Get SF Weekly Newsletters
Pin It

Back Seat Stinkers: The Myth of Garlic-Fearing Cab Drivers Lives On 

Wednesday, Aug 7 2013

In olden times, many an opinion was formed via the "friend-of-a-friend" story. A relative or friend of a friend of a relative supposedly underwent some manner of experience, a diluted version of which was passed from listener to listener.

Today's there's a different term for all this: the Internet.

Bizarre online reviews of the San Francisco shrine to garlic The Stinking Rose have percolated into the cultural fabric. Specifically: Knowledgeable people still swear that cabdrivers disdain picking up customers in front of the Columbus Avenue restaurant, as patrons befoul the cabs with the overwhelming odor of their garlic-heavy dinners. As such, patrons are purportedly told to march a bit down Columbus to hail unsuspecting taxi drivers.

This came as news to a multitude of drivers contacted by SF Weekly, however. "I have never heard of this — and I love garlic," says Marcelo Fonseca. Longtime cabbie Tony Long — a former copy editor at the San Francisco Examiner, incidentally — says, "We pick up people way worse than The Stinking Rose. I got a guy at St. Francis emergency; I had to air out the cab."

In fact, many cabbies recommend the restaurant, and pick up and drop off clientele there regularly. So what gives? Trevor Johnson gives an oh-no-not-again groan. This rumor "has been notorious among the city's tourists," says Johnson, a driver and dispatcher. "But now it's getting to the point that even the residents believe it."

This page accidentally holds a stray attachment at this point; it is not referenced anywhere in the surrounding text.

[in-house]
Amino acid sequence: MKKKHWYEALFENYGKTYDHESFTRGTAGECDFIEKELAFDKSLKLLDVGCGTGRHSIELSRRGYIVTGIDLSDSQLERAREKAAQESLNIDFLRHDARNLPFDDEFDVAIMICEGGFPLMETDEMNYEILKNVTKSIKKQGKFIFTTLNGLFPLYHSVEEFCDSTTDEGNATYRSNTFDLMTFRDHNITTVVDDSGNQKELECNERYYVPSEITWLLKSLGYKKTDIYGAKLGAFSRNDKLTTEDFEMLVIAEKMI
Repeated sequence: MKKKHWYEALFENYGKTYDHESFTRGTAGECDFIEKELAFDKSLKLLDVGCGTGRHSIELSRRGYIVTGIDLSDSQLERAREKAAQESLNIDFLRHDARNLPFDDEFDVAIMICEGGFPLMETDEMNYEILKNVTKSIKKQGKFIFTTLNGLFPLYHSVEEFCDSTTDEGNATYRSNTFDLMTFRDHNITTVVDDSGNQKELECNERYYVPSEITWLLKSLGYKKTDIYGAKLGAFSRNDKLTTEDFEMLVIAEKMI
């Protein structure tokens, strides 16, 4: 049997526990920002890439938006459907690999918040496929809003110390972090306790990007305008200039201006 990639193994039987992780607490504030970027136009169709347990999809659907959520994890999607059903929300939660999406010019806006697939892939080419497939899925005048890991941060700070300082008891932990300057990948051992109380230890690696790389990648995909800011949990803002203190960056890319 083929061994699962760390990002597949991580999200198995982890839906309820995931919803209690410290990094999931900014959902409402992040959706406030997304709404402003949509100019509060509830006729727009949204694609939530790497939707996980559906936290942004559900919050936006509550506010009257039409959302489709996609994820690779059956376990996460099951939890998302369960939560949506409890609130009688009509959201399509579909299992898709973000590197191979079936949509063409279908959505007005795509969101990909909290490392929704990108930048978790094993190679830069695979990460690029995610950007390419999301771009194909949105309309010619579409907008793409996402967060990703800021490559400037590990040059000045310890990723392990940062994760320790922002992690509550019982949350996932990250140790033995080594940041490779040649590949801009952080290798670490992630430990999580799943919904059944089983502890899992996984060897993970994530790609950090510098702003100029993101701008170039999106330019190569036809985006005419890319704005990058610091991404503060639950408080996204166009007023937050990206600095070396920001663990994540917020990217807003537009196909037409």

Several times, he says, Stinking Rose employees calling cabs for diners have accused him of not wanting to dispatch a cab to "a garlic restaurant." "People I pick up at the restaurant say the hostess told them they should move up the street because cabdrivers don't like picking up people here who smell like garlic." This, he says, "is a load of crap."

His reluctance, he says, stems from knowing that any cab sent to the bustling restaurant's front door will likely be stolen away by someone other than its intended fare.

Meanwhile, Jeff Borders, The Stinking Rose's manager, tells diners hoping to hail a cab to move up the street — not to hoodwink garlic-hating cabbies, mind you, but just to ease crowding and move passengers to a better-lit area where taxis can pull up with less difficulty.

For the garlic-infused or otherwise, Johnson says the best way to get a cab is to look like you want one. "With all the new little techies, they think if it doesn't exist on their iPhone, it doesn't exist. They're looking at their phones when empty cabs are passing them. Put your hand in the air!"

About The Author

Joe Eskenazi

Joe Eskenazi

Joe Eskenazi was born in San Francisco, raised in the Bay Area, and attended U.C. Berkeley. He never left. "Your humble narrator" was a staff writer and columnist for SF Weekly from 2007 to 2015. He resides in the Excelsior with his wife, 4.3 miles from his birthplace and 5,474 from hers.


Subscribe to this thread:

Add a comment

Popular Stories

  1. Most Popular Stories
  2. Stories You Missed


  • clipping at Brava Theater Sept. 11
    Sub Pop recording artists 'clipping.' brought their brand of noise-driven experimental hip hop to the closing night of 2016's San Francisco Electronic Music Fest this past Sunday. The packed Brava Theater hosted an initially seated crowd that ended the night jumping and dancing against the front of the stage. The trio performed a set focused on their recently released Sci-Fi Horror concept album, 'Splendor & Misery', then delved into their dancier and more aggressive back catalogue, and recent single 'Wriggle'. Opening performances included local experimental electronic duo 'Tujurikkuja' and computer music artist 'Madalyn Merkey.'"